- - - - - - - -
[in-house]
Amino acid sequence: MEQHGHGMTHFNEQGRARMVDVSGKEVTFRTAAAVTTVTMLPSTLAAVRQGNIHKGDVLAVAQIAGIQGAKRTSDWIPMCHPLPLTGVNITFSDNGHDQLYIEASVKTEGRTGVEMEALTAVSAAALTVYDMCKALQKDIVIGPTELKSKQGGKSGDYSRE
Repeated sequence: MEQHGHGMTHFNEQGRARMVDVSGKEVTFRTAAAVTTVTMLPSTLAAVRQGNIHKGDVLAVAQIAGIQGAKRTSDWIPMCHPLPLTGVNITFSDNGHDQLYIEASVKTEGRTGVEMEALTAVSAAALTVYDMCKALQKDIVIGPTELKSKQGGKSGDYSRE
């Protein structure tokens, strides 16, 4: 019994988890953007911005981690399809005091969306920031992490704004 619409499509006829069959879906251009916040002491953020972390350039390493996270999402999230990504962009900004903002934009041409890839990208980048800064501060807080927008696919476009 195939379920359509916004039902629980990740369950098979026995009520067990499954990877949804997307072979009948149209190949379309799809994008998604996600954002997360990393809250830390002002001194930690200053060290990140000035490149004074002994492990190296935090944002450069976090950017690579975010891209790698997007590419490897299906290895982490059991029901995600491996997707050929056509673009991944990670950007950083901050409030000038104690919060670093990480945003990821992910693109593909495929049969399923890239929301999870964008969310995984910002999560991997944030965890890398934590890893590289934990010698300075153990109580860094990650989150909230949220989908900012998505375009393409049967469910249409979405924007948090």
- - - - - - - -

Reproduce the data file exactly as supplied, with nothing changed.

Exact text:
[in-house]
Amino acid sequence: MEQHGHGMTHFNEQGRARMVDVSGKEVTFRTAAAVTTVTMLPSTLAAVRQGNIHKGDVLAVAQIAGIQGAKRTSDWIPMCHPLPLTGVNITFSDNGHDQLYIEASVKTEGRTGVEMEALTAVSAAALTVYDMCKALQKDIVIGPTELKSKQGGKSGDYSRE
Repeated sequence: MEQHGHGMTHFNEQGRARMVDVSGKEVTFRTAAAVTTVTMLPSTLAAVRQGNIHKGDVLAVAQIAGIQGAKRTSDWIPMCHPLPLTGVNITFSDNGHDQLYIEASVKTEGRTGVEMEALTAVSAAALTVYDMCKALQKDIVIGPTELKSKQGGKSGDYSRE
């Protein structure tokens, strides 16, 4: 019994988890953007911005981690399809005091969306920031992490704004 619409499509006829069959879906251009916040002491953020972390350039390493996270999402999230990504962009900004903002934009041409890839990208980048800064501060807080927008696919476009 195939379920359509916004039902629980990740369950098979026995009520067990499954990877949804997307072979009948149209190949379309799809994008998604996600954002997360990393809250830390002002001194930690200053060290990140000035490149004074002994492990190296935090944002450069976090950017690579975010891209790698997007590419490897299906290895982490059991029901995600491996997707050929056509673009991944990670950007950083901050409030000038104690919060670093990480945003990821992910693109593909495929049969399923890239929301999870964008969310995984910002999560991997944030965890890398934590890893590289934990010698300075153990109580860094990650989150909230949220989908900012998505375009393409049967469910249409979405924007948090």